Sometimes as an entrepreneur you forget to look for rivals in the hustle of growing your business. You forget the role they play in your growth and trajectory. Take some time to look around you and be more aware of the rivals in what you do. If you allow them, they can drive you to be a better you.

Oh, and I did play tennis again for a small Christian college my final year of college when I was part of the inaugural women's team at our school after playing one 0-8 season on the men's team. It was great to be the captain leading a new program and I owe my tenacity to play with men for one season to my high school tennis rivals.

Thanks Okorafors.

Wednesday, January 21, 2015

Most Often You Take The High Road, Sometimes...

you stick to your critics, plainly and clearly so they don't mistake your silence for weakness. President Barack Obama had one of those moments with his critics last night in front of the world and being human and all, he did not resist. I cannot blame him. Can you imagine the disrespect this guy must endure privately when consistently he is publicly dissed in forums that had, until his election in 2008, been sacred places of respect for the country's highest public office?

I cannot. But his off the cuff brilliant response to the last night's attempted diss showed me something I've always known was true.

For highly educated, successful Blacks in this country - you are still never enough for the establishment. The diss was not merely a disagreement with his politics. Yawn. Spare me. Clearly and consistently the establishment and power players of our country have intended to undermine President Obama and the legitimacy of his ascent to the highest office.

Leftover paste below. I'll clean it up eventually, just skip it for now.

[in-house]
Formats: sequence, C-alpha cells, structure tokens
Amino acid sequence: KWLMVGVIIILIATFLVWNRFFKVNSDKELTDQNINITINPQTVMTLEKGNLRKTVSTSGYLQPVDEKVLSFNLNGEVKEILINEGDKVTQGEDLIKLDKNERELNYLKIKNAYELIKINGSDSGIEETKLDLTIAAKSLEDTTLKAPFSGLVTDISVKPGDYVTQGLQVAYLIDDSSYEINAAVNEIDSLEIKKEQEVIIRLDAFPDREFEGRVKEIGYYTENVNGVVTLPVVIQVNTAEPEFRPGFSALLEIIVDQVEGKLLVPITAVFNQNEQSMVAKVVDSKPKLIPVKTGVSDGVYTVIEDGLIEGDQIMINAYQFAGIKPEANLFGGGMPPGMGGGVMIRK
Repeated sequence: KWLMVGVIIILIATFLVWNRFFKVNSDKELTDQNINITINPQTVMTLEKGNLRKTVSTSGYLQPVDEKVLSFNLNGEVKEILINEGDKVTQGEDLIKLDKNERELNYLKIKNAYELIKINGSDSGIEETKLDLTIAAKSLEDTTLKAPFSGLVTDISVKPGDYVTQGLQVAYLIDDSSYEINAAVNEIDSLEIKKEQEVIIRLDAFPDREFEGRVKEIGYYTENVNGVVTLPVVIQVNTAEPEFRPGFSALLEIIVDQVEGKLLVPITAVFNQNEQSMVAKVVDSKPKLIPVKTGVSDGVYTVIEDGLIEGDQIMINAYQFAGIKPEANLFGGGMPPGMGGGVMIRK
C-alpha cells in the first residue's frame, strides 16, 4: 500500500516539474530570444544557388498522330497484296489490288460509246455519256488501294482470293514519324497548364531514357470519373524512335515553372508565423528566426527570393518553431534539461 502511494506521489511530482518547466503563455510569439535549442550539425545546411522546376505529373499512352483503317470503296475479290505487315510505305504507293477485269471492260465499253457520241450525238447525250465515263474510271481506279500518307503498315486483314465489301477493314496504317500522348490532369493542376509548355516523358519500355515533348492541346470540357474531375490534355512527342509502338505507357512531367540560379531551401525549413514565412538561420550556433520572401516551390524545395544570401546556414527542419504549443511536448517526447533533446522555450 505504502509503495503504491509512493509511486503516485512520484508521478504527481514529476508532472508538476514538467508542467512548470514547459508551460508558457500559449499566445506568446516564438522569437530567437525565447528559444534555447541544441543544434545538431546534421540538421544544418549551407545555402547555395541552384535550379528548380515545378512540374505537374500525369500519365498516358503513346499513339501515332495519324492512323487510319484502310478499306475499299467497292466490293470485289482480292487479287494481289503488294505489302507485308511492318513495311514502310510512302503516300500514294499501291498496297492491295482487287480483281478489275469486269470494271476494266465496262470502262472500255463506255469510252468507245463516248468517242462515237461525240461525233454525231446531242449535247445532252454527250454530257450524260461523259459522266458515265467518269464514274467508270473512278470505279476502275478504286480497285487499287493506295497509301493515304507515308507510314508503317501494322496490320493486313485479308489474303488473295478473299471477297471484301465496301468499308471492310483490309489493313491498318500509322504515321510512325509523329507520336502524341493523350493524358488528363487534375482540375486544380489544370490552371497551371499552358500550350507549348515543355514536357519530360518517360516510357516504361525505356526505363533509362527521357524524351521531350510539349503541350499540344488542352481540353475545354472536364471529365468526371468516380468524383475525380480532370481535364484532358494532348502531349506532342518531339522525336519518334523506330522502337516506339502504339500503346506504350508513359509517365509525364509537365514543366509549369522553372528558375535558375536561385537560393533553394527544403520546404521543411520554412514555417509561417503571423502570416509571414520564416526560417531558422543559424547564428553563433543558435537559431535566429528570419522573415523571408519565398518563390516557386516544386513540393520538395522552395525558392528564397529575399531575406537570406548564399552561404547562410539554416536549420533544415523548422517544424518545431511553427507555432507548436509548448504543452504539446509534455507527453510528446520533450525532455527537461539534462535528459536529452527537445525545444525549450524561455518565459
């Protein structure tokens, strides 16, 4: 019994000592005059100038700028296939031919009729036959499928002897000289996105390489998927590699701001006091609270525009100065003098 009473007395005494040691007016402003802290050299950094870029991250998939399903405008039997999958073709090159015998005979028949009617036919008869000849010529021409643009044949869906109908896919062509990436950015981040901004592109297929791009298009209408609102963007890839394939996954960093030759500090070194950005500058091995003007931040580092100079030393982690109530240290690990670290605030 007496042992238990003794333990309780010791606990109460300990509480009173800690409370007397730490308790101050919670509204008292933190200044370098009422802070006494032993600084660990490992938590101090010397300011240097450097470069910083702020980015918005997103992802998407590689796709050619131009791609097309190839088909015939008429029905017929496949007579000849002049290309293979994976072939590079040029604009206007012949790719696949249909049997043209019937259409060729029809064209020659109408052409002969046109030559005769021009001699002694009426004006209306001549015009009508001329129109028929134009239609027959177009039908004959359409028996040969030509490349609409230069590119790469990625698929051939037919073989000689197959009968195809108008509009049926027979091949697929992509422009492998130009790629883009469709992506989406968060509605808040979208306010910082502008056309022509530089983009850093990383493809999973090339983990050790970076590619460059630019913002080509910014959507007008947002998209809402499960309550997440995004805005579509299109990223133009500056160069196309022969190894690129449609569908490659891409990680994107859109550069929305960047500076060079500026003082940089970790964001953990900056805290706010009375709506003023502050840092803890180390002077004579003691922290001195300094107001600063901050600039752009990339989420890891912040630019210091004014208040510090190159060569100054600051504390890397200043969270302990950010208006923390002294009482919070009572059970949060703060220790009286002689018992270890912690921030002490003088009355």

Last night's attempted diss was merely the latest iteration of the "birthers" and their failed policy to convince the American people that Barack Obama and his presidency is a fluke.

And he rightly smacked them down with his now famous "I won both of 'em." line. People can't even get it right adding the frigging "th" to what he said. He did not say "them." He said 'em, as in "I'm goin to the sto with Stacey and 'em."  He said what he meant and the translation was clear.

Clap all you want. I won. And I won, again. It's time you get over it.

As a high achieving fellow Black American, I applaud you, President Obama.

Oh, how I've imagined you unleashing your true thoughts on the constant onslaught of clear disrespect and you've held you tongue each time. You were even cool in your clear and obvious verbal backhand. I have tried, in vain, to emulate your cool head in those moments. Sometimes, I've succeeded but most often I've failed spectacularly.  I am happy to see you are human like the rest of us.


Not sub-human as many people see Blacks since the days we were brought to this country in service of others and a continued problem we fight daily.  Nor superhuman, the other equally damaging image of Blacks in our country that was recently documented, studied and analyzed in this review of the abstract.  You see, as either sub-human or superhuman, Blacks are not deemed worthy of basic respect and human treatment in the the United States. And while we celebrated the 50th anniversary of the Civil Rights Act of 1964 last year, we have a long way to go.

Electing President Obama showed us in spades. All the progress and seemingly "post-racial" harmony of the 80s and 90s was turned on its ears when BHO was elected. It is OK to once again display your intolerance and downright fear of smart Black folks. Why do all politicians constantly refer to taking our "country back"? We all know damn well what they mean and until we have an honest conversation about our country's sorry relationship with race, we will continue to get what we get but I digress.